Donald Rumsfeld, twice Defence Secretary of the United States and one of the main architects of the 2003 invasion of Iraq, died of cancer at his home in New Mexico on Tuesday, at the age of 88.
Rumsfeld had a distinguished career in both politics and the private sector, with some odd incidents: he was once named the country’s “sexiest cabinet member”, and his book of “embedded” poetry, Pieces of Intelligence (ed. Hart Seely), is an entertaining read. But like his friend and protegé Dick Cheney he will be remembered primarily for the Iraq war: one of the most egregious violations of international law in the last half-century, and perhaps the most consequential.
A generation has now grown up with at best hazy memories of the Iraq war. But if you are looking for reasons why democracy seems in relentless decline, and why respect for standards of public behavior and for truth itself has fallen precipitously, Iraq would be a good place to start.
I am not one of those who takes a reflexively anti-American position in world affairs; I think American policy has often been a force for good, and that even when its actions have been harmful they have often stemmed from good intentions. The invasion of Iraq, however, was an ill-intentioned policy, badly implemented.
Rumsfeld and Cheney seemed to be driven not be any calculation, reasonable or not, of the costs and benefits of intervention in the Middle East, but by a determination to spite their domestic political enemies and to demonstrate their own power by delivering a symbolic expression of contempt for world opinion. Undermining the institutions of international co-operation seemed to be not just a means to their goals but an end in itself.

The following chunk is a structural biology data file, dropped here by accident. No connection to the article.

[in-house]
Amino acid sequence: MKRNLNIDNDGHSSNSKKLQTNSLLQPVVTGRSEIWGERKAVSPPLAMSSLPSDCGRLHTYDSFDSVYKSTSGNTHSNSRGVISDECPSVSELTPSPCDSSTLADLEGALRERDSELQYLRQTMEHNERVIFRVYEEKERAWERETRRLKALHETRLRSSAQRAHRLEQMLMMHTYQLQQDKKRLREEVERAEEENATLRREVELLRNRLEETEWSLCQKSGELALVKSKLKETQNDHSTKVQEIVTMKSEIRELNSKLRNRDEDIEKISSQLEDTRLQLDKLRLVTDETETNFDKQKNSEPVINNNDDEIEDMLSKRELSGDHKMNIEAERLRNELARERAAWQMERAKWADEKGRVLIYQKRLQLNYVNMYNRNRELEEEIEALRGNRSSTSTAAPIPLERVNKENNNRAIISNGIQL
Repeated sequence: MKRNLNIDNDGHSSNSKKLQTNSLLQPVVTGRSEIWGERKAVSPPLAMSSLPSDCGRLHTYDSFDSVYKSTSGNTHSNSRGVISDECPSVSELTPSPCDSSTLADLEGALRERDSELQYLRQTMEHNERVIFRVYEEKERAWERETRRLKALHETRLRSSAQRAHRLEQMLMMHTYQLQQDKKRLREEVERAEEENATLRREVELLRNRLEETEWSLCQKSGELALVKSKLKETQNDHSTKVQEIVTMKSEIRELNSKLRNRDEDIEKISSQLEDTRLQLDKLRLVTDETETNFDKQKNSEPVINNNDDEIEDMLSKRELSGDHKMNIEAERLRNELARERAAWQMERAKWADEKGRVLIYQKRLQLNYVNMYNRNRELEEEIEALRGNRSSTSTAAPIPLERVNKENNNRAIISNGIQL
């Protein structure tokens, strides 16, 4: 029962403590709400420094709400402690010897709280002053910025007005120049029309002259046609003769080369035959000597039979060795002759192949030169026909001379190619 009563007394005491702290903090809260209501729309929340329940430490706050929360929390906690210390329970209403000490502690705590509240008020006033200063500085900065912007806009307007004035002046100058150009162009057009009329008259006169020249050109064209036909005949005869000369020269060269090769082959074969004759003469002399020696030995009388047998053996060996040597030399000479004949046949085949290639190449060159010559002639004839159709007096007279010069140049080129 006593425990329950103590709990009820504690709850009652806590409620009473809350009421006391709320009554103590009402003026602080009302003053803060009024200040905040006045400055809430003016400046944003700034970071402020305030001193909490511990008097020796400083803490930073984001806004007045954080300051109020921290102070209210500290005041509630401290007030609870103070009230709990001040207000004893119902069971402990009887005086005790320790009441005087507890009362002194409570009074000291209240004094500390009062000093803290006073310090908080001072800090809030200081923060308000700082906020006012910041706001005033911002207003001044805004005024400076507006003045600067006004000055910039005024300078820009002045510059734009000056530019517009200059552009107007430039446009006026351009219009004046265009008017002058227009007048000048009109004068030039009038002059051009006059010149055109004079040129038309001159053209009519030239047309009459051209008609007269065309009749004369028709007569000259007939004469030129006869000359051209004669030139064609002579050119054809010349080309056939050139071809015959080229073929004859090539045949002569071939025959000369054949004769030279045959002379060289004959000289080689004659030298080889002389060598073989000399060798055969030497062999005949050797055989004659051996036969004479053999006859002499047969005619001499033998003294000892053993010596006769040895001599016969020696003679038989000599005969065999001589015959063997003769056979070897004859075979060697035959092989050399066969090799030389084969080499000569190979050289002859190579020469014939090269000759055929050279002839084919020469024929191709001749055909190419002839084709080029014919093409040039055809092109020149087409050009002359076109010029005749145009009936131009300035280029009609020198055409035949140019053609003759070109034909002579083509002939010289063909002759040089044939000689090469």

This mindset did not come out of nowhere; the Republican Party in the 1990s had already started down the track of letting its tribal hatreds take precedence over the merits of policy. But it was Iraq that exhibited it on a world stage, fatally undermining the west’s moral standing and handing the likes of Vladimir Putin a propaganda victory that they could only have dreamt about.
It could at least be said that Rumsfeld paid some price for the crimes of Iraq: he was relieved of his position in November 2006 after the Democrats won control of Congress in mid-term elections. In the Cheney biopic Vice, the vice-president is depicted as cheerfully throwing his mentor overboard, although other sources say that Cheney resisted the move and it was insisted on by the president, George W Bush.
But either way, there was no admission of guilt. As Leon Wieseltier said at the time, “Rumsfeld was not fired for the results of the war. He was fired for the results of the election.”
Even when Barack Obama came to power two years later, partly on a wave of revulsion against what had happened in Iraq, there was no serious suggestion that his predecessor’s officials should be prosecuted. America does not work that way. Rumsfeld enjoyed a comfortable retirement, although it must be assumed that there were countries he avoided travelling to for fear of judicial systems that might be less restrained.
Rumsfeld remained loyal to the party whose demons he had come to embody. He endorsed Donald Trump in 2016, but it is fair to say that he was never a full-blown Trumpist, and in January this year he joined all other living former defence secretaries (including Cheney) in a letter rejecting Trump’s attempts to overturn last year’s election result.
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